A Q&A with Jonathan Rosenblum
This Q&A appeared originally on Rank and File.
On September 26, Jonathan Rosenblum spoke at two forums in Toronto: “Lessons of the Fight for $15 in the Trump Era” at York University and “The Fight for 15 – What Next?” at Steelworkers Hall. Kevin Brice-Hall at Rank and File held this Q&A with Rosenblum before the forums. What follows is the second part of the Q&A. Read the first part here.
Kevin Brice-Hall: One of the strengths of the Fight for $15 in Seattle, and here in Ontario, is the activism of some of the most marginalized sections of the working class (e.g. women, people of colour, and immigrants without Canadian status). In Toronto, at York University, food service workers in Unite Here Local 75 recently had a strike for a $15 starting wage. Their strike brought awareness about how employers use racism and Islamophobia in workplaces to divide workers so that they would not to organize together, and to exploit some workers more than others. As Alia Karim writes at RankandFile.ca about a worker who faced Islamophobia:
“Not only was she singled out but she noticed that her manager divided workers based on racial bias. “They made groups of us—Indians, Pakistanis, Filipinos, etc.” Management would favour certain groups of workers and pressure others to work harder. Over years, the favouritism of some and discrimination toward others, along with the consistent pressure to work harder and faster, reached a breaking point and culminated with a strike.”
Considering events surrounding Trump’s election, Charlottesville, and an increase in far-right activity, what role do you see the Fight for $15 playing in combating this racism, white supremacy, and Islamophobia. Are there any particular examples you can share?
Jonathan Rosenblum: First of all, let’s salute Malka Paracha, all of the other members of Unite Here Local 75, and the students and workers at York University for their successful fight for $15 and a fair contract. It was inspiring to many of us in the US to learn about the strike and the victory against Aramark, which as you know is a global behemoth with operations in twenty-two countries, $14 billion in annual sales, and nearly $300 million in annual profits. You took them on and beat them—congratulations! I think many of us could learn from your struggle and experience.
Second, regarding Trump, the rise of the far-right, and the role for Fight for $15: Big topic! I was tremendously heartened in the first days of the Trump administration in January to see thousands of people come out to airports around the US to protest the president’s travel ban. People mobilized because of what was at stake. It was not just the status of foreign travellers, but our core values as a society. In the echoing halls of airport terminals from coast to coast, a spirit of resistance and humanity came alive. It was these protests surging into the national news that secured the weekend release of detained travellers and set the Trump administration back on its heels.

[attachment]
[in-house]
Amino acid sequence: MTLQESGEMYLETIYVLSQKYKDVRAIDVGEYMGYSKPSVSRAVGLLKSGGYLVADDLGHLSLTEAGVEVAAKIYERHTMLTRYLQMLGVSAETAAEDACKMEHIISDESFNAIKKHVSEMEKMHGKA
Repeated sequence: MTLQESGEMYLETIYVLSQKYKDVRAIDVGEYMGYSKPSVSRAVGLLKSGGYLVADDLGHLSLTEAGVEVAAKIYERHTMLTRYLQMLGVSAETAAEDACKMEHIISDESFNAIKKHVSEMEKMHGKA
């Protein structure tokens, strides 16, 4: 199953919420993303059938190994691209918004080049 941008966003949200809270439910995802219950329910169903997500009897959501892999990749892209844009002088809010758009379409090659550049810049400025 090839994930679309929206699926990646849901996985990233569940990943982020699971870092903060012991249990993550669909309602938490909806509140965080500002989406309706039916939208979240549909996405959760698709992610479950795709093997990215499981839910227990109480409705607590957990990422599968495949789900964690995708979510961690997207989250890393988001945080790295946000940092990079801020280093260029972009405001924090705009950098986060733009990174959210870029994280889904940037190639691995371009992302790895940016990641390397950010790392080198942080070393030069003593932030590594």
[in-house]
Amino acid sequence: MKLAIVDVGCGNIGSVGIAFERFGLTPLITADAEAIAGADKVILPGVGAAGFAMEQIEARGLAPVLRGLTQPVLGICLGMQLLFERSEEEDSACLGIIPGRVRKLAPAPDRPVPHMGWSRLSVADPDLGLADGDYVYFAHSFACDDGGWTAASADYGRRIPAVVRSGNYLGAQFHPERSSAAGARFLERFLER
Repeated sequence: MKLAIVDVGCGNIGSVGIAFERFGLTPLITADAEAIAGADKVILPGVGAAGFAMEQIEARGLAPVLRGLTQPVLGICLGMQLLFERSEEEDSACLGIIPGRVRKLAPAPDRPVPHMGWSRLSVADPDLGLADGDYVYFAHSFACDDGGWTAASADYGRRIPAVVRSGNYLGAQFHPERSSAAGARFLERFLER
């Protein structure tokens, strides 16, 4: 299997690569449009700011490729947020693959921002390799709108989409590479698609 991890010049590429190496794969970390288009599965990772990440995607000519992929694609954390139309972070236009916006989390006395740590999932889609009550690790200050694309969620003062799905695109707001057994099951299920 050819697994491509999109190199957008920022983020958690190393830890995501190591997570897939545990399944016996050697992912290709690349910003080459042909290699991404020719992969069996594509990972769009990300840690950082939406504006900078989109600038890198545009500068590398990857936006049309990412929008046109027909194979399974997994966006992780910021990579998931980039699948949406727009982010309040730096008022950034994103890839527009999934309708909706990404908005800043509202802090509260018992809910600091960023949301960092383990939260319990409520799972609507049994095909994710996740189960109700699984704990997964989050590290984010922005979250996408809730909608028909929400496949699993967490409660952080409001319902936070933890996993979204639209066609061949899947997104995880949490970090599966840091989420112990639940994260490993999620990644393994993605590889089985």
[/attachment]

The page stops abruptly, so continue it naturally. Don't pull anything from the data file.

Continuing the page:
In SeaTac, we had upwards of 6,000 people who descended on the airport on a Saturday night with no advance notice. We blockaded the security lines and disrupted the airport. Many of the protesters were activists and leaders from the SeaTac $15 campaign. That was inspiring!
I’ve also been tremendously inspired by the Moral Mondays Movement, led by the Rev. William Barber of North Carolina. He has united faith leaders, union members, LGBT activists, and immigrant rights activists in a powerful movement to reclaim democracy and raise the call for a moral economy. They’ve led multiple mass civil disobedience actions, aimed at disrupting business as usual. I write a lot in my book, Beyond $15, about the vital yet undervalued role of faith communities in the new labour movement. The Moral Mondays Movement is a primary example that we need to learn from.
In many places, Fight for $15 has been uniting with Black Lives Matter activists and fighting white supremacy, and that’s good. But more needs to be done. There’s a tendency by some on the (white) left to see the economic fight as primary and other fights as important but ancillary or distinct. Bernie Sanders was rightfully criticized last year for not drawing a strong enough connection between racial and economic justice.
But these aren’t separate fights. Racism is a system of oppression that was invented hundreds of years ago to justify and bolster a brutal system of economic exploitation called slavery. It was on that foundation of slavery, plus the mass extermination and deportation of Native Americans, that the economy of the new nation was developed. Racism still occupies the same role today. It’s an essential feature in the architecture of capitalism, perpetuated to divide workers, rationalize oppression, and ensure the hegemony of the boss. You can’t separate racism from capitalism. That’s why fights like yours at York University are so important—because they recognize and act upon the premise that racial and economic justice struggles are the same fight.
KBL: In 2018, Ontario is going to have a provincial election which risks electing a government who could roll back the gains of our movement. How did the Fight for $15 relate to electoral politics both locally in Seattle, and nationally during the 2016 election?
JR: The Fight for $15, and more generally, the demand for economic justice, played important roles in the 2016 national elections, coming up frequently in the debates and on the campaign trail.